The Breville 800ESXL is designed for novice and intermediate espresso lovers who aren’t ready to splurge for a $1,000+ machine.
It has a compact design with sturdy, stainless steel construction and comes with everything you need to pull a quality shot with a beautiful crema.
For those who crave full control and want to shoot for the best shot possible, replacing the pressurized filter baskets with non-pressurized baskets is cheap and will give you cafe-quality espresso for well under a grand.
The Breville 800ESXL has all the necessary functionality, plus some nice additional features:
This model does lack some of the features of the more expensive brands — no Auto-Off, no pressure gauge, can’t steam/extract at the same time — but overall I’m impressed with the Breville 800ESXL’s design and functionality for its price range.
Note: The Breville 800ESXL doesn't come with a built-in grinder. Personally, I like having my grinder separate. But if you’re looking for an all-in-one espresso machine take a look at the Breville BES870XL Barista Express.
Built like a brick, the Breville 800ESXL is a solid piece of slick stainless steel. The buttons on the display panel are big and bold, and I like the water level indicator on the back panel.
Design appeal is subjective, but I think this is a good-looking machine.
Espresso is very much the definition of “you get out what you put in.” The Thermoblock heater gets sufficiently hot, and the included pressurized filter basket will produce a consistent shot of very good espresso with a noticeable crema almost every time.
Unfortunately your espresso won’t go from “very good” to “great” unless you upgrade from the pressurized filter basket to a non-pressurized filter basket, as discussed in the Potential Shortcomings section below.
Breville offers a 1 year warranty, but that doesn’t speak to the longevity of this machine. If properly maintained, you’ll have it for years. The stainless steel components hold up extremely well, and the 15 bar pump is made (well) in Italy.
The biggest complaint that’s turned up in my supplemental research is occasional clogging of the pressurized portafilter basket. This can be solved by switching to non-pressurized filter baskets, the pros and cons of which are noted in the Potential Shortcomings section below.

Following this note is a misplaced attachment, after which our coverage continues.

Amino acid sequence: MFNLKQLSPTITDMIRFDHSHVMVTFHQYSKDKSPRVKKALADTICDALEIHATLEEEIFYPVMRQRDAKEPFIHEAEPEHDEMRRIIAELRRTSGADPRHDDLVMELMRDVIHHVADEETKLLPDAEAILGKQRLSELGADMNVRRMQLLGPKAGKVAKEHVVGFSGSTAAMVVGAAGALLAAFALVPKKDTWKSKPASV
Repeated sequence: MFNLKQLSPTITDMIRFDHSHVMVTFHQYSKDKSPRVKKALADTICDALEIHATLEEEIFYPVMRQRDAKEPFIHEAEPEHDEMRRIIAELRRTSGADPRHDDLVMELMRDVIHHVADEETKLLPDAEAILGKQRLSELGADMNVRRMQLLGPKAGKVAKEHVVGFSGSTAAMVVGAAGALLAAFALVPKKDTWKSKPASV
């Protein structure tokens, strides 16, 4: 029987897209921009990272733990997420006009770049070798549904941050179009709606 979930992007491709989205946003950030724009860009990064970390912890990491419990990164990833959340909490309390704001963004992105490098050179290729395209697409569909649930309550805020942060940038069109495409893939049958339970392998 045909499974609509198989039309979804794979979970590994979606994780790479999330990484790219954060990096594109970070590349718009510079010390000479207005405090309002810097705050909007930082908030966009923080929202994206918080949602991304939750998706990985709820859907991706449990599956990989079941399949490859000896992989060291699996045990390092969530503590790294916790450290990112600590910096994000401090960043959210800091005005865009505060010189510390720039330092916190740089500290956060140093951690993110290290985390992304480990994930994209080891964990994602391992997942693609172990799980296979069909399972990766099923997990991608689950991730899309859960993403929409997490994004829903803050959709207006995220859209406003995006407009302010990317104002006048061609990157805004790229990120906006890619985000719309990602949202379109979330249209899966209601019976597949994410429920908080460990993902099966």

Cleaning is a breeze. After every shot just remove the portafilter and wipe down the showerhead. The exterior and drip tray can be wiped down as needed. You should descale every 2-3 months with a mixture of 2 parts white vinegar and 1 part water.
To clean the frother, unscrew the tip of the frothing wand and let it soak in hot water to break up any solids. Then run the frother without the tip to loosen any debris in the wand.
Click. Pause. Click. Pause. Click.
That’s the sound of the Breville 800ESXL’s Triple-Prime Pump preinfusing (or pre-wetting) your coffee grounds before beginning extraction.
Pre-infusion has multiple benefits, which makes me happy Breville included this feature:
Overall this results in stronger, cleaner, more uniform extraction and a better shot of espresso.
The Thermoblock system siphons off only the water needed for extraction and steam instead of heating the whole tank. This means quicker heating but has the downside of less precise temperature control.
The water reservoir is large, which means you won’t need to refill it as frequently. To slide it in/out you need to remove the drip tray, but this isn’t required for refilling. At the top-back of the machine there’s a panel which folds down where you can pour in water to fill the tank, as shown below.
There are two types of filter baskets: pressurized and non-pressurized.
The Breville 800ESXL comes with pressurized portafilter baskets, which are great options if you want to take additional complexity out of your espresso.
The following image shows the difference between the two:
Benefits of Pressurized Filter Baskets: They’re more forgiving and will provide a more consistent shot even if the grind itself lacks consistency. You’ll get a crema every time, but it will result from aeration and not be a true crema.
Downsides of Pressurized Filter Baskets: They put a ceiling on how great your espresso can be. Non-pressurized filter baskets aren’t forgiving, which means the range of outcomes is much wider. A poor grind will result in sub-par espresso without a crema, and a great grind will result in something magical.
This is only a potential shortcoming if you want complete control over your shot. For these folks, you can swap out the pressurized baskets for non-pressurized baskets. Breville sells a pair of properly sized 50 mm non-pressurized filter baskets for around $50. If you want simplicity, the pressurized filters are actually a benefit.
Water is controlled by the selector dial, and there is no auto-stop feature. If you don’t move the dial to the off position, the machine will keep extracting your shot. You’ll just have to pay attention and turn it off when you want it to finish. I also wish it had a pressure gauge, but these are more small annoyances than anything else.
Compared to other espresso machines, this one is a noticeably noisier.